Why I Decided Not to Vote

…By Mail

California Voting Information
No. I would not squander my vote like that. It’s actually the one responsibility I have as a citizen of this republic. Democracy is by the people, for the people, of the people; until those people stop voting. Its not perfect, but no human endeavor is. Worse, if people are dying in Iran, Egypt and Syria to gain the right to vote, little kids are dying to be able to vote in the future, and then I have absolutely no excuse to skip a single election. Those kids (and adults), they are my inspiration, they are my heroes, as are the millions of people across the developing world who lack the right to vote, who lack our rights. What good are rights if we neglect our responsibilities?

But mail in ballots, its a convenience. It is made to make voting easier, more accessible to the electorate. Here in California a good chunk of the vote happens through mail in ballots. I actually had decided to do that in order to forgo making time in my schedule to go into the polling location.  However, NPR scared me into not voting by mail this time.

Living in a Fool’s [Voting] Bliss

According to the article the U.S. Election Assistance Commission found that in 2012 more than a quarter of a million absentee ballots were rejected. Worse, this is something that was an issue this past year in California’s May election. A report by the nonpartisan California Voter Foundation found that .8 percent of the mail ballots cast in four elections in Orange, Santa Cruz and Sacramento counties were never counted.

But this isn’t a recent occurrence, in fact according to the Sacramento Bee newspaper, 26,000 ballots arrived too late to be counted in the November 2010 election, which was reported in a committee analysis of Senate Bill 29, which addresses mail ballots to be counted if they were post marked on the day of the election. This might seem like a trivial issue, but voting matters, especially when you are not stateside, because you work for the state department or are military personal who are overseas.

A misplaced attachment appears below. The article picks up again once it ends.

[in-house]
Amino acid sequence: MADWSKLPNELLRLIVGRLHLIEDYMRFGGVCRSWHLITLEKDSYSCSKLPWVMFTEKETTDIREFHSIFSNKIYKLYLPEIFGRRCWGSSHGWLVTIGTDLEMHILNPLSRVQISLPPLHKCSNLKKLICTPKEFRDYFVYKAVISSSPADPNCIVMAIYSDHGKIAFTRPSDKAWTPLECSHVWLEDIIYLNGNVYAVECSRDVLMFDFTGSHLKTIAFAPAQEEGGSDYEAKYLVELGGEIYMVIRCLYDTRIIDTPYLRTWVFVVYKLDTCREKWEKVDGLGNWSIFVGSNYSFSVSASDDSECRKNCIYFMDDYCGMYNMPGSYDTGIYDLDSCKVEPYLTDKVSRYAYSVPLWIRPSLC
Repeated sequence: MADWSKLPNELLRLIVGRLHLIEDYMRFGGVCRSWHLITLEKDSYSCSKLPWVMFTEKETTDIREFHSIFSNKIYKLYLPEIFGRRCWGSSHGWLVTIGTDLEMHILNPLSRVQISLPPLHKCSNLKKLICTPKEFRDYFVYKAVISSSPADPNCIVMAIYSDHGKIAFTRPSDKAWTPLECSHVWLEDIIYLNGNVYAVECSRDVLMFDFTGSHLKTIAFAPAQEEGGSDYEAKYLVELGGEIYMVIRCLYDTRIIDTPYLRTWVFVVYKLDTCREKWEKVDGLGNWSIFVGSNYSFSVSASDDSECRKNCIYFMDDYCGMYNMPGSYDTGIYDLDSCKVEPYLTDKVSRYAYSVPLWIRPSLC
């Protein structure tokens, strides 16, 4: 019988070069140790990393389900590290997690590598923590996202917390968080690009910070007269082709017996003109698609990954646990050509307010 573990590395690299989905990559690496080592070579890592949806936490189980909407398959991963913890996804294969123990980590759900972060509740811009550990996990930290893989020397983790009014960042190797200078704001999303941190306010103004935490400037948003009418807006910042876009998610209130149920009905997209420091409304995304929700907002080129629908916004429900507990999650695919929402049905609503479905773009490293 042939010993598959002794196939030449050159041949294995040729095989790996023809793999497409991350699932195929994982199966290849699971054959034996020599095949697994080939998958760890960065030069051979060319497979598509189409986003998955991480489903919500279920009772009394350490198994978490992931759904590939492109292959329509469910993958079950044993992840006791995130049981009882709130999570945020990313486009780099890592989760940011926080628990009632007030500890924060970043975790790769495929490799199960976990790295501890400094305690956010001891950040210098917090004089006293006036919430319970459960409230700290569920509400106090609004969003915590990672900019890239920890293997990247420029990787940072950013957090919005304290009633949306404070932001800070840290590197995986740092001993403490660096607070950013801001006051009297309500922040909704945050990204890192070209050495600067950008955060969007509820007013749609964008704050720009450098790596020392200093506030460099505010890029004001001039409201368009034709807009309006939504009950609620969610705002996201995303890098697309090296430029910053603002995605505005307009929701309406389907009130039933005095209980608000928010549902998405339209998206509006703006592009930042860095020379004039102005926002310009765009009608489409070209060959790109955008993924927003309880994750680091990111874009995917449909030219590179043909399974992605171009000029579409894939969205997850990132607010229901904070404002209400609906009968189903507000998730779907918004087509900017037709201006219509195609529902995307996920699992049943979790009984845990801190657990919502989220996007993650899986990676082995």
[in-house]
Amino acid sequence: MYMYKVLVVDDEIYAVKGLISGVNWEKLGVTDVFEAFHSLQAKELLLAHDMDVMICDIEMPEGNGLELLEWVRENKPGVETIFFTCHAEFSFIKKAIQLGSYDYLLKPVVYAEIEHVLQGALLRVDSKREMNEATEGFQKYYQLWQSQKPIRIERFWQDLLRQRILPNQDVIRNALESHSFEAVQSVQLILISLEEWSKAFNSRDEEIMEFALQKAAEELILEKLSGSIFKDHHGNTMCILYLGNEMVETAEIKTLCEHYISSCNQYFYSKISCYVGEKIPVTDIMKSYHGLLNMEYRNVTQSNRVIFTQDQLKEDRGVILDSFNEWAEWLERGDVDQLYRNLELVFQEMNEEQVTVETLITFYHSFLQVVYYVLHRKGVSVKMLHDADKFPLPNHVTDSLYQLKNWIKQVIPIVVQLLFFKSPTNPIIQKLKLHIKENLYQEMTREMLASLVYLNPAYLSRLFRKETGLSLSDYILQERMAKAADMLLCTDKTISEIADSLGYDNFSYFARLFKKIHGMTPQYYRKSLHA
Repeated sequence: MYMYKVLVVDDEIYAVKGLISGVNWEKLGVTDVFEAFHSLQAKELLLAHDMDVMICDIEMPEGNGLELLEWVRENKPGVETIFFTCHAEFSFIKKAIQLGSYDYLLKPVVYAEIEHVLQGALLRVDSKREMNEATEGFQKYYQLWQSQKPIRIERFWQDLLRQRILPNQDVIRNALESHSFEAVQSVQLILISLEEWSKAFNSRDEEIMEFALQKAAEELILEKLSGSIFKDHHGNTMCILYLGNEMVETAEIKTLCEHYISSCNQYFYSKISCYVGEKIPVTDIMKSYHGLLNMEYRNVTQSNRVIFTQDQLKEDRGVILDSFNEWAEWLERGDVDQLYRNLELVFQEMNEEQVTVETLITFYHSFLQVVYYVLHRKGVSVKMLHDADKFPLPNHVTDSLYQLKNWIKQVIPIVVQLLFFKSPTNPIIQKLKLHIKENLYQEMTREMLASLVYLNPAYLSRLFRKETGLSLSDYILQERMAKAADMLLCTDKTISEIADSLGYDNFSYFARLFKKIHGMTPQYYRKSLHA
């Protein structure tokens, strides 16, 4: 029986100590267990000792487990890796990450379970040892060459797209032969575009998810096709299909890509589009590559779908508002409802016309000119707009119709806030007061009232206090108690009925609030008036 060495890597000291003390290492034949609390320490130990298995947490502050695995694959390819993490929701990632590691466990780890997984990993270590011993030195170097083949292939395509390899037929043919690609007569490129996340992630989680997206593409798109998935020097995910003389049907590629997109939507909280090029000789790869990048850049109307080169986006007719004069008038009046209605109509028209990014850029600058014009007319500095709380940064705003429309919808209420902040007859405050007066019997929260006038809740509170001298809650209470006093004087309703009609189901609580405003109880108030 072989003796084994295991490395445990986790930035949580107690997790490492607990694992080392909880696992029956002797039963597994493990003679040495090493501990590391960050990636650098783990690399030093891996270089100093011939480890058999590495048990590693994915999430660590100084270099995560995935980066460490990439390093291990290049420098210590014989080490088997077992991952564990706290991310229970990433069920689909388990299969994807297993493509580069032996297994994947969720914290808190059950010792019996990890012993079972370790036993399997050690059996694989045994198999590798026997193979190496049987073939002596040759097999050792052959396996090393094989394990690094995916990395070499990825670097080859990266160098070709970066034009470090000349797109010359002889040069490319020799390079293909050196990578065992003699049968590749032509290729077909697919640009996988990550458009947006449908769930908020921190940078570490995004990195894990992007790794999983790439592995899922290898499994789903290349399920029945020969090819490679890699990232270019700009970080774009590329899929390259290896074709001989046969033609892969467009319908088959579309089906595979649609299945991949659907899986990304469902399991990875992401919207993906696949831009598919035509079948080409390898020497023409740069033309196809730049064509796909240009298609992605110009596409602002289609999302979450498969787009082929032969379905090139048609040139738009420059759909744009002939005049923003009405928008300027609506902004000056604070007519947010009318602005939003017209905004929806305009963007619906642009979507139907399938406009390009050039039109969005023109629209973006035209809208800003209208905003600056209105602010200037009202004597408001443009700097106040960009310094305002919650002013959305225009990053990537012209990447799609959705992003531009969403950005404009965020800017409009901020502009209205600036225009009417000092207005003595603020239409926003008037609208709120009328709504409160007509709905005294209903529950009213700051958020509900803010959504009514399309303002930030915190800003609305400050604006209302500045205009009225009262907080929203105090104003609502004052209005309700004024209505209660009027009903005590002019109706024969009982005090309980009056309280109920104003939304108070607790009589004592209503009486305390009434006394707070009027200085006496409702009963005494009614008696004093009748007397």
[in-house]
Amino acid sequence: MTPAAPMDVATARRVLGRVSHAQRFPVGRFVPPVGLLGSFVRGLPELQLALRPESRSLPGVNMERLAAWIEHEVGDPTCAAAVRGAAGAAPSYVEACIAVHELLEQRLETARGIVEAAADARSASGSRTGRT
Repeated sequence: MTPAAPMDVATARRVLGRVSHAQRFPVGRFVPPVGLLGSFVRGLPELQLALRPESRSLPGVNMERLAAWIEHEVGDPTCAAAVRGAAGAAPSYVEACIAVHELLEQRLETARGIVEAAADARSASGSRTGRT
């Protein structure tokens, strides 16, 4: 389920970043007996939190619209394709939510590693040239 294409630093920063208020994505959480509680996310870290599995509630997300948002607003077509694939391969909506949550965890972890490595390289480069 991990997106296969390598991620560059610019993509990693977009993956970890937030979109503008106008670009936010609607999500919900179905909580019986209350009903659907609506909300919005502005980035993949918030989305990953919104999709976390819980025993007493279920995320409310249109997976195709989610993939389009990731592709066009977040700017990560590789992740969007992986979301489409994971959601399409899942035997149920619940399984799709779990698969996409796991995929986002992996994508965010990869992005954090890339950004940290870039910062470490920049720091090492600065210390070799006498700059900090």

We are encouraged to vote by mail, by both political parties get out the vote campaigns, as well as government agencies responsible for carrying out the election. Yet it seems to me that the laws and procedures have not kept pace preventing disenfranchisement of voters.

Automatic Disenfranchisement

For instance, I didn’t know this until I heard the NPR report, and what made me stop dead in my tracks from voting by mail in this election, but one of the rules in California stipulates that if your signature on your mail in ballot doesn’t match the signature on file with the DMV (on your drivers license) your ballot is invalid and therefore your vote does not count.

What the heck! I went to go match my signatures. While they seem similar, it doesn’t mean that someone matching the signatures will feel confident enough to let my vote count. I don’t trust the system, especially with voter suppression taking place all across the country, my vote means that much more too me, and it should to you too!

This “mistake [signatures not matching] is a big problem, says [Kim] Alexander. In California, all absentee ballot signatures are checked against the ones the election office has in its records. But many of those signatures come from the Department of Motor Vehicles, where people sign their names using a stylus on a pad, which can look a lot different than a signature written on paper.”

As a voter it is our responsibility to conform to the rules, however, it’s hard when you don’t know what the rules are. I looked, and there was no warning mentioning that my ballot would be disqualified if my signature doesn’t match the one on file.  But voting shouldn’t be complicated, and the average American should be able to vote easily. I believe that is the key to maintaining a vibrant democracy; more participation by the people, not less. (Certainly preventing 5.9 million Americans from voting this Tuesday is a peril to the democratic nature of our nation!)

Voter Rights [AND RESPONSIBILITIES]

That doesn’t absolve voters of our responsibility to be an informed electorate. There are a few common mistakes that could be avoided, that were indicated as common occurrences by the report published in August by the California Voter Foundation:

  • The voter forgets to sign the ballot envelope, as required.
  • The voter sends the envelope back, but forgets to include the ballot.
  • The voter uses the wrong envelope.
  • The voter already voted in person.
  • The voter’s signature on the ballot envelope doesn’t match the one on file.

I will proceed to the nearest polling station this Tuesday, surrender my mail in ballot, and vote the the ol’fashion way, get a sticker too! If you’re interested in learning more about participatory democracy, about voting, and in general the challenges American democracy faces, check out this book I am reading currently by Professor William Hudson called “American Democracy in Peril: Eight Challenges to America’s Future.”

What I am left with is an uneasy feeling that all this time, several years of voting now, my vote may not have counted at all (when I mailed it!). I agree with the sentiment Kim Alexander (read her blog here) from California Voter Foundation states that at the very least the California Election Commission should be notifying voters when their ballots have been rejected and why, so that way I don’t make the same mistake again. For all I know I may have been living in a fools paradise all this time flaunting the benefits of voting and implementing civic engagement but not having my vote count!

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